Gillick had permanent residence in Toronto with his wife Doris, however they have since re-located to Seattle after he became the Phillies GM. He had become a Canadian citizen in 2004.
Gillick retired from his position as general manager after leading the Phillies to a World Series championship in 2008. Assistant general manager Rubén Amaro, Jr. was named his successor. Gillick remained in the organization as a senior advisor to Amaro and Phillies president David Montgomery. In August 2014, Gillick became interim president of the Phillies while Montgomery was on medical leave. In January 2015, Montgomery returned but became Phillies chairman, while Gillick assumed the club presidency on a permanent basis. Gillick returned to his senior advisor role after the Phillies promoted Andy MacPhail to President, who first joined the Phillies organization as a special assistant to Gillick during the 2015 season.
Since 2016, Gillick served as part-owner of teams in the collegiate woodbat Great West League such as the Chico Heat and Yuba-Sutter Gold Sox. He won championships with the Heat in the league's inaugural season in 2016 and their final season in 2018.
| Toronto Blue Jays General Manager
| Baltimore Orioles General Manager
| Seattle Mariners General Manager
| Philadelphia Phillies General Manager
Rubén Amaro, Jr.
Elections to the National Baseball Hall of Fame for 2011 proceeded according to the rules revised in July 2010. As in the past, the Baseball Writers' Association of America (BBWAA) voted by mail to select from a ballot of recently retired players. The new Expansion Era Committee, that replaced the Veterans Committee, convened in December 2010 to select from an Expansion Era ballot of long-retired players and non-playing personnel who made their greatest contributions to the sport from 1973 to the present time, called the "Expansion Era" by the Hall of Fame.The Hall of Fame induction class of 2011 consisted of players Roberto Alomar and Bert Blyleven elected by the writers and executive Pat Gillick, elected by the Committee, who formally entered the Hall on July 24, 2011 at the Hall of Fame in Cooperstown, New York.For the first time, the Hall of Fame extended its induction festivities over a weekend. On the day before the main induction ceremony, the Hall of Fame hosted the first Hall of Fame Awards Presentation. Two annual awards for media excellence, the Hall's own Ford C. Frick Award for broadcasters and the BBWAA's J. G. Taylor Spink Award for writers, were presented at this ceremony. The irregularly presented Buck O'Neil Lifetime Achievement Award was also included in the ceremony. Previously, these awards were presented at the actual induction ceremony.Chico Heat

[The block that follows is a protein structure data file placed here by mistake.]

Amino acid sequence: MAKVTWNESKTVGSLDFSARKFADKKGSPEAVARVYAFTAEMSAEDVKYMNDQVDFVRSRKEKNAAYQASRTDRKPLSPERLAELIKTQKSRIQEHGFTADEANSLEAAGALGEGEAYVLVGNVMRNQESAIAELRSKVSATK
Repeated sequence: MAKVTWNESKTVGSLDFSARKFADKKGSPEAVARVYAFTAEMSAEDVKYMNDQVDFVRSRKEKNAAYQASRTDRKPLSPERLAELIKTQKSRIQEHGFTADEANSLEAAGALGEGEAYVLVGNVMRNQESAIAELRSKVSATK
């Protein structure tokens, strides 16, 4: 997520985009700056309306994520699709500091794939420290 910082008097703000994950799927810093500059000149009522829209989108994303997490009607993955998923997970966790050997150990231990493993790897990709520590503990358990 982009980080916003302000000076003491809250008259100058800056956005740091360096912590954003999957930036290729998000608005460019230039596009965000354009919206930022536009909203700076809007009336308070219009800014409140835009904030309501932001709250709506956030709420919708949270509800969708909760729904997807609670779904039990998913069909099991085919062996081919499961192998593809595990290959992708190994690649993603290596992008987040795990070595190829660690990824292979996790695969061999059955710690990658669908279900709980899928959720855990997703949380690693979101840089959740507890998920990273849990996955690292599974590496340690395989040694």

The Chico Heat is the name of two baseball teams that have operated in Chico, California. The first was a professional independent team operating in the Western Baseball League from 1997–2002, and the second team was an independent team operating as part of the summer collegiate wood bat league known as the Great West League, which began operations in 2014 and ceased operations in 2018. The team's title sponsor was Golden Valley Bank.David Montgomery (baseball)
David Paul Montgomery (June 26, 1946 – May 8, 2019) was an American businessman and baseball executive. He served as chairman, minority-owner, and president of the Philadelphia Phillies of Major League Baseball.Dick Perez
Dick Perez (born 1940) is an American artist known for his baseball paintings for the National Baseball Hall of Fame and Museum and the Philadelphia Phillies.
He is also known for his paintings for various baseball card series.
Perez's book "The Immortals: An Art Collection of Baseball's Best," (published 2010) offers a visual history of the 292 members of the Baseball Hall of Fame.
He is a native of San Lorenzo, Puerto Rico. He moved to New York at age six and to Philadelphia at age sixteen where he studied at the Philadelphia College of Art and the University of Pennsylvania.Perez’s art was on exhibit at the Pennsylvania Academy of Fine Arts in Philadelphia in 2004. It was the only one-man show dedicated to sports art at that institution. There is now a permanent exhibit of the 33 paintings (the original 32 plus an additional one of Pat Gillick who was admitted to the Hall of Fame in 2011) in the Hall of Fame section at Citizens Bank Park.